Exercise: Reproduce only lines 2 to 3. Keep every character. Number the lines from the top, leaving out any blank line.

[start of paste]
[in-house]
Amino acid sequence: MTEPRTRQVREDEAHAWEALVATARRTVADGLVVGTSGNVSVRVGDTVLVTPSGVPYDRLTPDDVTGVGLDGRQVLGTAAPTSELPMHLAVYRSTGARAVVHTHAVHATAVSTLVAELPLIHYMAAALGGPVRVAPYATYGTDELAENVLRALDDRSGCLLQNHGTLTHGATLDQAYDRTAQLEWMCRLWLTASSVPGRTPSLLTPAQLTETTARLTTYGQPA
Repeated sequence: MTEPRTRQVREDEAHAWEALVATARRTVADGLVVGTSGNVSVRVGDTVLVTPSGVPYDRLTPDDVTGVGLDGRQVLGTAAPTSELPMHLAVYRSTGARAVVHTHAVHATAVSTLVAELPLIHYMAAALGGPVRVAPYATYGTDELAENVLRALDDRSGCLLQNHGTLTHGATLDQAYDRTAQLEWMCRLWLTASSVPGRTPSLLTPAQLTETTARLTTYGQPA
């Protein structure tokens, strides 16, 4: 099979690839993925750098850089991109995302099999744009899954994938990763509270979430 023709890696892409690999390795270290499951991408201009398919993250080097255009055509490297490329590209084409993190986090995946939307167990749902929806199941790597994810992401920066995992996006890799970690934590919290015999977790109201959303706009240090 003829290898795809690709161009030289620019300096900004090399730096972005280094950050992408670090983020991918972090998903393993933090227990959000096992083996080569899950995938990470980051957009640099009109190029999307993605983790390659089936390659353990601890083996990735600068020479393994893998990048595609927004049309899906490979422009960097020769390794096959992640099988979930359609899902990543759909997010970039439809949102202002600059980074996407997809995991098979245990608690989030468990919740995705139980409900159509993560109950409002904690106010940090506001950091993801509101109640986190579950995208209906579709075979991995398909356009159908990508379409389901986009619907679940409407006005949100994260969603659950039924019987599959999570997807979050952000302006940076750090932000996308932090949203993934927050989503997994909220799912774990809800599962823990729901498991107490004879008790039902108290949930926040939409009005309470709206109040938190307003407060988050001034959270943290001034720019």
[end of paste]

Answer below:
Amino acid sequence: MTEPRTRQVREDEAHAWEALVATARRTVADGLVVGTSGNVSVRVGDTVLVTPSGVPYDRLTPDDVTGVGLDGRQVLGTAAPTSELPMHLAVYRSTGARAVVHTHAVHATAVSTLVAELPLIHYMAAALGGPVRVAPYATYGTDELAENVLRALDDRSGCLLQNHGTLTHGATLDQAYDRTAQLEWMCRLWLTASSVPGRTPSLLTPAQLTETTARLTTYGQPA
Repeated sequence: MTEPRTRQVREDEAHAWEALVATARRTVADGLVVGTSGNVSVRVGDTVLVTPSGVPYDRLTPDDVTGVGLDGRQVLGTAAPTSELPMHLAVYRSTGARAVVHTHAVHATAVSTLVAELPLIHYMAAALGGPVRVAPYATYGTDELAENVLRALDDRSGCLLQNHGTLTHGATLDQAYDRTAQLEWMCRLWLTASSVPGRTPSLLTPAQLTETTARLTTYGQPA